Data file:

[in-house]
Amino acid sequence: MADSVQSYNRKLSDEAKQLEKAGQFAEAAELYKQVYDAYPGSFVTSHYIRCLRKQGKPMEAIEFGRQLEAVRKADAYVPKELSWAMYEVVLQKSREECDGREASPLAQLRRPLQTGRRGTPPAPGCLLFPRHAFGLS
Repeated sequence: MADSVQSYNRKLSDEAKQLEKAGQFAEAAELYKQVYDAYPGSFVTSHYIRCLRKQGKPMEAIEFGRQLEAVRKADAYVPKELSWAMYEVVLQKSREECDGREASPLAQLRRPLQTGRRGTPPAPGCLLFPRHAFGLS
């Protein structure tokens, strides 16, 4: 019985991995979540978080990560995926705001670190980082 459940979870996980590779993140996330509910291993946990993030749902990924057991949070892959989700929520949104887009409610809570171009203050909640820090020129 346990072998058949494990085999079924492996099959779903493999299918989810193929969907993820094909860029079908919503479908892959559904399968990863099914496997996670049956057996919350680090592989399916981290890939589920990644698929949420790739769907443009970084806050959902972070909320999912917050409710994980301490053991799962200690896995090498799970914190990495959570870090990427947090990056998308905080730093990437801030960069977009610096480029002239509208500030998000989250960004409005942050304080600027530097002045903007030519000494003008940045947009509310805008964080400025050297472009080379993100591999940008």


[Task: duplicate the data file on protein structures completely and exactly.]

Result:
[in-house]
Amino acid sequence: MADSVQSYNRKLSDEAKQLEKAGQFAEAAELYKQVYDAYPGSFVTSHYIRCLRKQGKPMEAIEFGRQLEAVRKADAYVPKELSWAMYEVVLQKSREECDGREASPLAQLRRPLQTGRRGTPPAPGCLLFPRHAFGLS
Repeated sequence: MADSVQSYNRKLSDEAKQLEKAGQFAEAAELYKQVYDAYPGSFVTSHYIRCLRKQGKPMEAIEFGRQLEAVRKADAYVPKELSWAMYEVVLQKSREECDGREASPLAQLRRPLQTGRRGTPPAPGCLLFPRHAFGLS
């Protein structure tokens, strides 16, 4: 019985991995979540978080990560995926705001670190980082 459940979870996980590779993140996330509910291993946990993030749902990924057991949070892959989700929520949104887009409610809570171009203050909640820090020129 346990072998058949494990085999079924492996099959779903493999299918989810193929969907993820094909860029079908919503479908892959559904399968990863099914496997996670049956057996919350680090592989399916981290890939589920990644698929949420790739769907443009970084806050959902972070909320999912917050409710994980301490053991799962200690896995090498799970914190990495959570870090990427947090990056998308905080730093990437801030960069977009610096480029002239509208500030998000989250960004409005942050304080600027530097002045903007030519000494003008940045947009509310805008964080400025050297472009080379993100591999940008």